The history of the bicycle is long and zany, as this amazing video shows:
Indeed, it's been a winding and treacherous road from those completely zany and borderline useless old dandy horses to the optimal balance of zaniness and practicality that characterizes (most of) the bicycles we ride today.
Given this long history, it's hard to think of the bicycle as "disruptive," but that's exactly how one smartypants characterizes it:
"Bikes have a tremendous disruptive advantage over cars. Bikes will eat cars," Dediu told CNNTech, referencing investor Marc Andreessen's seminal 2011 argument that software-driven businesses are dominating the world.
I think most sensible people would agree that, when it comes to personal vehicles in cities, bicycles have a lot more long-term viability than cars. However, saying they're "disruptive" seems a little strange. After all, bicycles "disrupted" the world well over a hundred years ago when they compelled municipalities to pave the roads. Efficient and adaptable, bicycles were here before the cars took over, and they'll still be here when the idea of car ownership is obsolete. Given this, as cyclists we're not so much "disruptors" as we are little furry rodents, scampering about resourcefully and flourishing regardless of whatever giant lumbering creature is squandering its temporary dominance at the time.
But while bikes and the riding of them have been around for a long time, bike share is pretty new, and I do think it's pretty fair to say that's "disruptive." (That is if you're the kind of person who insists on using that term.) And in addition to helping us get around, Smartypants thinks bike share bikes will also serve as little data collection probes:
Bikeshare bikes of the future, according to Dediu, will be outfitted with cameras and sensors, collecting valuable data for cities. When a cyclist rides over a pothole, it can be automatically reported to a city. Cameras on the bicycle will provide real-time data, such as pedestrian traffic and pollution. Google Street View will look like an antique compared to near real-time imagery collected from bikeshare cameras.
The bikes will need to be carefully constructed so that the cameras and sensors aren't easily broken during use.
Well it's certainly an interesting thought. I could certainly get behind the idea of bikeshare bikes that capture bike lane blocking, reckless driving, and other bad driver behavior. The downside of course would be if the camera also ratted you out for rolling a red light or something, but maybe that won't be a problem with the Bicycle Traffic Lights of the Future:
Sadly it's unlikely we'll ever see any of this stuff happen here in Canada's saddlebag since it goes against our policy of punishing cyclists for not driving cars.
But try as they might to keep cyclists down they can't argue with physics. For example, did you know that bikes are portable but cars aren't?
Bikes' flexible nature will aid their popularity. You can park a bicycle in your home or your office. A bike can be carried on a bus, car or train. A car doesn't offer this versatility. A similar case of disruption played out with cameras, as the always-in-your-pocket nature of smartphones helped them leave traditional cameras in the dust.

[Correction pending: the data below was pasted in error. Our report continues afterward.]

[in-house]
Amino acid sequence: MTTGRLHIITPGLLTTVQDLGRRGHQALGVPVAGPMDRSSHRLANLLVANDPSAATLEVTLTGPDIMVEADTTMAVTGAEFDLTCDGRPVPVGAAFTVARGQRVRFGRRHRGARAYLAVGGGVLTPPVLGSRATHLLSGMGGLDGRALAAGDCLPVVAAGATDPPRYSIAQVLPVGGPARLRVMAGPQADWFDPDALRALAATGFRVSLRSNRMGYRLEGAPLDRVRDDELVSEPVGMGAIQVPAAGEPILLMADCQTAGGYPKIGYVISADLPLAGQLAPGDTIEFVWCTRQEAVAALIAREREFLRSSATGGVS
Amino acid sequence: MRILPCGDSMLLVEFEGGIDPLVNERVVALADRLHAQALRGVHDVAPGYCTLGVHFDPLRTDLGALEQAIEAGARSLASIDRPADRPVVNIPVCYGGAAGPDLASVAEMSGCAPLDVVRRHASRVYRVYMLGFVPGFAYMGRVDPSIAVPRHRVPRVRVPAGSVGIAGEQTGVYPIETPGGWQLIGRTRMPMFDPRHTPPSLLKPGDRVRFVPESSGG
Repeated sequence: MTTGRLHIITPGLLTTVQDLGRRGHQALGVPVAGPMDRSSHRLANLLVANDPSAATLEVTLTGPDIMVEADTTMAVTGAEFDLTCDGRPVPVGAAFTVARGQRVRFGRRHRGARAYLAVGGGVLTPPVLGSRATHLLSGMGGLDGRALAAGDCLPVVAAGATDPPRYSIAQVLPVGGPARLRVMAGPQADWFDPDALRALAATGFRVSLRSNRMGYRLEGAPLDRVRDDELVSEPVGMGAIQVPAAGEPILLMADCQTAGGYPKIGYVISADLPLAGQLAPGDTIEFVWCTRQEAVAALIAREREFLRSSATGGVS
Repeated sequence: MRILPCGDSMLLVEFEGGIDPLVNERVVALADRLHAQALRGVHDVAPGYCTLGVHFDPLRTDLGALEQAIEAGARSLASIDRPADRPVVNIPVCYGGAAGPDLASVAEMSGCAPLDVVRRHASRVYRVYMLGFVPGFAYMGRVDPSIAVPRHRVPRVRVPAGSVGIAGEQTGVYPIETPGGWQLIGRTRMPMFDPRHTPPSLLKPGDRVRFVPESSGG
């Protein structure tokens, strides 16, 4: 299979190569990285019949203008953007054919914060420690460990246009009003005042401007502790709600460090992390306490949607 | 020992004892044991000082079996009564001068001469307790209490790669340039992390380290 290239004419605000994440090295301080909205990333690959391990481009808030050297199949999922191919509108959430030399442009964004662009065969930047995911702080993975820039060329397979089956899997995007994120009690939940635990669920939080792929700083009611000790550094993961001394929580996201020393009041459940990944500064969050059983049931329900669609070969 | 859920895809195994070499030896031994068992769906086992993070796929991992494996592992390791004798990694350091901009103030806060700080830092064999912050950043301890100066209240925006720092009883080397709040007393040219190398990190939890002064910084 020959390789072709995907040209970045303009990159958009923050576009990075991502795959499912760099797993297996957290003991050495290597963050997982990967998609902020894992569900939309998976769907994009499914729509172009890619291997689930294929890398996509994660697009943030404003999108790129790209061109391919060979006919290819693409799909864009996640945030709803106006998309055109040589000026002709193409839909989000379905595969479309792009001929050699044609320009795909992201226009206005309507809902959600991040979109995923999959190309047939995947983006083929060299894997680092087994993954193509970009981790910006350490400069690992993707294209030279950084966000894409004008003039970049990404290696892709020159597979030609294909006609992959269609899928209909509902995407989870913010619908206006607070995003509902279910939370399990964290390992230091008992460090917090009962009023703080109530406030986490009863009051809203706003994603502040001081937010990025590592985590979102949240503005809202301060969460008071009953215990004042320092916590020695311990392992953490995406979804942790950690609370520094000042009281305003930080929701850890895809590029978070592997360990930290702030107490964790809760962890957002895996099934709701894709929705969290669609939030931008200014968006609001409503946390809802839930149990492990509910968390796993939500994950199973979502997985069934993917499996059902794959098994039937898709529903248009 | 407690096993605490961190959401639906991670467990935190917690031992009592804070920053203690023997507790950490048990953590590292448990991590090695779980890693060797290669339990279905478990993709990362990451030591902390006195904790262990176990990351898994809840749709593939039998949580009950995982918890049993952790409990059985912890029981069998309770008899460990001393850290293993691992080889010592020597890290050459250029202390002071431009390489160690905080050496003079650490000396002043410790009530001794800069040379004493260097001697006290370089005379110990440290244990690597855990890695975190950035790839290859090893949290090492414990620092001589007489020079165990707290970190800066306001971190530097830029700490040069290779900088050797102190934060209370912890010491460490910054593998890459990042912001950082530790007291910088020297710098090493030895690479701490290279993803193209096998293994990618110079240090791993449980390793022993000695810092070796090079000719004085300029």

Yep, that's right, you read it here first: you can't carry a Hyundai onto a train.
Anyway, besides bike share, Smartypants says the other "disruptor" will be ebikes, which makes sense:
While the speed edge seen in New York today doesn't hold up in every city, it will likely change as electric bicycles emerge. Electric bikes -- whose motors generally top out at 20 mph -- will attract customers because they don't have to worry about breaking a sweat, struggling to climb a hill or keeping up with traffic.
"When you get on an electric bike, what we witnessed is a lot of those anxieties are calmed," said Elliott McFadden, executive director of the Austin B-Cycle, the city's bikeshare program. It recently surveyed citizens' interest in electric bikes.
You have to figure if the NYPD is cracking down on something that's usually a good indicator that it's a useful technology that will ultimately benefit humankind:
And Smartypants's vision of the future doesn't stop there, because after ebikes the next phase of disruption will be bikes with roofs:
As Dediu sees it, first the disruptive technology arrives, then the suitable environment follows. Early roads weren't smooth enough for the first cars. Early cellular networks couldn't handle smartphone data. But with time, the world adapted to fit the promising technology. Bike lanes are already growing worldwide.
And then there's weather. Riding in the rain or snow is unpleasant. Dediu notes that the first cars and planes were open air vehicles. But they morphed into cocoons. Dediu expects bikes will follow a similar evolution.
And there's your PodRide:
I have seen the future, and it looks like a giant shoe.
Lastly, reviews of the new Cipollini are in, and you'll be pleased to know it's got a "massive bottom bracket sheel and taut front end:"
Plenty of aero-style bikes feel fast once you’re over the 20mph hump, but the neat trick with the NK1K is that it feels lightning quick from a standing start. The solidity through the massive bottom bracket shell and taut front end make for a truly exciting bike under acceleration.
I'd expect nothing less.